Several NASA missions have now been impacted by the COVID-19 pandemic, but as of Friday March 20th, the 2020 Mars rover Perseverance remains on track for takeoff this July.
Last Thursday, NASA announced the closing of the Michoud Assembly Facility in New Orleans, and the Stennis Space Center in southern Mississippi. The closures reflect NASA’s highest level of emergency response, which makes the buildings accessible only to maintain security and critical infrastructure. Employees are required to work from home, so projects that can only be done in the facilities—like building rockets—has to wait.
“Technology allows us to do a lot of what we need to do remotely,” NASA Administrator Jim Bridenstine said in a statement on Friday. “But, where hands-on work is required, it is difficult or impossible to comply with CDC guidelines while processing spaceflight hardware, and where we can’t safely do that we’re going to have to suspend work and focus on the mission critical activities.”
The Michoud Assembly Facility is the construction site of the Space Launch System (SLS) rocket, a modern, more powerful successor to the Saturn V, and Stennis Space Center is the rocket’s testing site. Just like the Saturn V ferried the Apollo 11 astronauts to the moon in the Columbia module in 1969, the SLS will be the vehicle for NASA’s Artemis program, carrying astronauts in the Orion capsule.
NASA has planned to return astronauts to the moon by 2024, but amid the COVID-19 pandemic, the shutdowns have required facilities to “temporarily suspend production and testing of Space Launch System and Orion hardware,” Bridenstine said in a statement on Thursday.
There was one confirmed case of the virus at Stennis Space Center, and even though there were no cases confirmed at the Michoud facility, Bridenstine cites a rise in COVID-19 cases in the surrounding area for its shutdown. Development of the SLS had already been delayed for years and a full test launch wasn’t expected until 2021, per the New York Times’ Kenneth Chang.
The James Webb Space Telescope, the Hubble satellite's successor, will also be impacted by the shutdowns, NASA’s science mission directorate associate administrator Thomas H. Zurbuchen confirmed during a virtual town hall last Friday, per the New York Times. The James Webb Space Telescope, known for its stunning unfolding mirror, is scheduled to launch in March 2021 after years of delays.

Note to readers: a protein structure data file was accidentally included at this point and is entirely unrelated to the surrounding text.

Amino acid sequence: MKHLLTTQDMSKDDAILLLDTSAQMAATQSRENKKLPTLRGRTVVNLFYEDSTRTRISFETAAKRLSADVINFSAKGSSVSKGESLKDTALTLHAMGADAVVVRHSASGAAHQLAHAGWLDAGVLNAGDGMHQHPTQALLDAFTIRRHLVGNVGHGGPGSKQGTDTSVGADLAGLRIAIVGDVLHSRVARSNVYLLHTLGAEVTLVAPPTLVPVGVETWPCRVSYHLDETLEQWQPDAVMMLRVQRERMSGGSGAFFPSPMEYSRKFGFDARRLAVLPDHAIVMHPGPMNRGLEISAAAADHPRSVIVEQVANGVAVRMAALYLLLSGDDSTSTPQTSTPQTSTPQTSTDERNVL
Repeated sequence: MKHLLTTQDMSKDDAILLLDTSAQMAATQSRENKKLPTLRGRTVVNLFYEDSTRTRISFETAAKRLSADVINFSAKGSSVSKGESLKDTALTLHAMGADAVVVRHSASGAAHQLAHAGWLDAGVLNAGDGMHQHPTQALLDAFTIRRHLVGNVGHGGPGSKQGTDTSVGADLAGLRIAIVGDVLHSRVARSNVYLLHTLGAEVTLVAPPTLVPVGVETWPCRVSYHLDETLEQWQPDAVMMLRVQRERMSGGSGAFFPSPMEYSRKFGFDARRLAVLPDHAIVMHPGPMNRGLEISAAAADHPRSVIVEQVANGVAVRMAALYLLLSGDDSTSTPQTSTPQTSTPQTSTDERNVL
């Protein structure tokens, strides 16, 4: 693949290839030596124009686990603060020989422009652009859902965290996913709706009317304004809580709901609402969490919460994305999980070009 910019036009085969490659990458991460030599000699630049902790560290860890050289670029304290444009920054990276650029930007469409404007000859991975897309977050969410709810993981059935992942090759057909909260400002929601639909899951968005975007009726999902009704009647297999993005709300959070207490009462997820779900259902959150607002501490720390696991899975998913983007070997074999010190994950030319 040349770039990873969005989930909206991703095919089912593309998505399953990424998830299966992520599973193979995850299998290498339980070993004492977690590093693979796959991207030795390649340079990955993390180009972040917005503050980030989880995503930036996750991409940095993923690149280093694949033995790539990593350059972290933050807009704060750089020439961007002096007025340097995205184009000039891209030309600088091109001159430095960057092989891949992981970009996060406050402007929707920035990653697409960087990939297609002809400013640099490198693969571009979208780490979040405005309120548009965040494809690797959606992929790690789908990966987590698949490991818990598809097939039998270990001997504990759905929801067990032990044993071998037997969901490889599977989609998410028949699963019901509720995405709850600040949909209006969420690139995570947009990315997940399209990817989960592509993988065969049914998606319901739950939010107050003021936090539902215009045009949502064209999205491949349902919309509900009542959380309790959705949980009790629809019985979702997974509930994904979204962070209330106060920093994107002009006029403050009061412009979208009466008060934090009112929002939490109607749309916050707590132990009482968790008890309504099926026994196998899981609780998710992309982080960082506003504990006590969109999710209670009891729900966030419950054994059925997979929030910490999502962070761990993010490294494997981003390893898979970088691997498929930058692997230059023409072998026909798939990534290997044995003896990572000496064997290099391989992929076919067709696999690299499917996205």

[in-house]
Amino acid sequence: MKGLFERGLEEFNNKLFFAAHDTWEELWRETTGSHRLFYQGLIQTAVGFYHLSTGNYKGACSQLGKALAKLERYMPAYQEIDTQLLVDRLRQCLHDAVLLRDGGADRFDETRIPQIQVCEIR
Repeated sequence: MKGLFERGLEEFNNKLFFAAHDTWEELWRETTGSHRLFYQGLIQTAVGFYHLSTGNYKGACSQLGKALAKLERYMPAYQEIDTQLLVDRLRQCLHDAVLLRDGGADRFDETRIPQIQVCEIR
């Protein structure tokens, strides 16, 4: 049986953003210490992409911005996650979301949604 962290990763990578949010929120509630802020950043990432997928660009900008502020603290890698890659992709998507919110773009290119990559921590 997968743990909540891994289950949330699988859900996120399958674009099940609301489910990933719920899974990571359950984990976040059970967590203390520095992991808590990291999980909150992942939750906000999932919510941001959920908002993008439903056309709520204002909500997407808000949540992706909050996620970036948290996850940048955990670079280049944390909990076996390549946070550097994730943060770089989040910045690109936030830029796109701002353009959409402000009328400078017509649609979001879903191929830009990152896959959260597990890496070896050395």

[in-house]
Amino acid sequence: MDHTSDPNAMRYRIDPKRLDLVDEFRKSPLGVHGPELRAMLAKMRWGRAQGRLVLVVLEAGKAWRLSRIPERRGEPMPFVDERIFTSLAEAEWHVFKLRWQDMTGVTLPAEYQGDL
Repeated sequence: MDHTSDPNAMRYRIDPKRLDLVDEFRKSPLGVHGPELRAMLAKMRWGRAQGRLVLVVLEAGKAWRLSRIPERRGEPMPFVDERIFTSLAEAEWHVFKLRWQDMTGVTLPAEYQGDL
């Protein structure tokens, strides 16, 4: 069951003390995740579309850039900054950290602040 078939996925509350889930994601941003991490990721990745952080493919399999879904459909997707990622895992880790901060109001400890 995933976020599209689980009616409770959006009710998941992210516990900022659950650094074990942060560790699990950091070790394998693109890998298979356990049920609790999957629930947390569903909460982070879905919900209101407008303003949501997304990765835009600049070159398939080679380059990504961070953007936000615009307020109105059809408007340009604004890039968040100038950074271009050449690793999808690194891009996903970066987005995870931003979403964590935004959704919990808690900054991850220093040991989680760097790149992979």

“Many people have asked us about James Webb, and of course, it will be impacted, even though it is one of our top priorities,” Zurbuchen said. “It is anticipated by early April, the Webb project could be experiencing a day-for-day schedule impact to its critical path as an increased number of activities come to a halt.”
Other missions remain on schedule. In early April, astronaut Chris Cassidy will join two cosmonauts on a launch to the International Space Station, albeit with less fanfare than usual. Normally, dozens of guests from family to co-workers watch from a crowded room, behind glass, as astronauts put on their spacesuits. Cassidy will say good-bye to his wife three weeks earlier than expected and will have no guests at his April 9 launch to the ISS from a facility in Kazakhstan.
The space agencies already followed a two-week quarantine protocol for anyone travelling to the ISS. In the past, similar measures have prevented astronauts from travelling to space. For example, astronaut Ken Mattingly could not join the Apollo 13 mission after being exposed to rubella and was removed from the crew three days before the launch April 1970.
NASA officials have also given assurances that the Mars 2020 rover Perseverance is on track for a launch in July. According to a statement by the NASA Jet Propulsion Laboratory on Thursday, the six-wheeled rover has just gotten its sample handling systems installed at Kennedy Space Center in Cape Canaveral, Florida. The Kennedy Space Center is currently one level of emergency response below a total shutdown, which means non-essential staff are teleworking, meetings are conducted virtually, and only mission-essential personel.
“We’re going to ensure that we meet that launch window in July,” NASA’s planetary science division director Lori Glaze said during the said during a Thursday virtual town hall, while prioritizing the health and safety of personnel, Per Jeff Faust at SpaceNews. Glaze continued, “As of right now, and even if we go to a next stage of alert, Mars 2020 is moving forward on schedule and everything is, so far, very well on track.”
On March 23, however, it was announced that one Kennedy Space Center employee tested positive for COVID-19, reports Emre Kelly for Florida Today. Officials say that the employee has been teleworking for more than ten days, and they do not believe the individual was contagious when they were last present at the facility.
"This employee was last at the center more than 10 days ago," says Tracy Young, a Kennedy Space Center spokesperson. "Based on the circumstances and elapsed time since the employee was on site, we believe it was acquired after they had started teleworking and there is no additional risk at the center from this person."
Perseverance’s most recently integrated components are a set of drill bits that the rover will use to sample Mars dust, the sample collection arm and a space to store the samples. If Perseverance’s launch were delayed, it would have to wait until 2022 for Earth’s and Mars’ orbits to line up again. But, whether now or in 2022, Perseverance’s launch will go on.
In the virtual town hall on March 20th, Zurbuchen said, “Teams are doing, frankly, heroes’ work to keep us on track for a July launch.”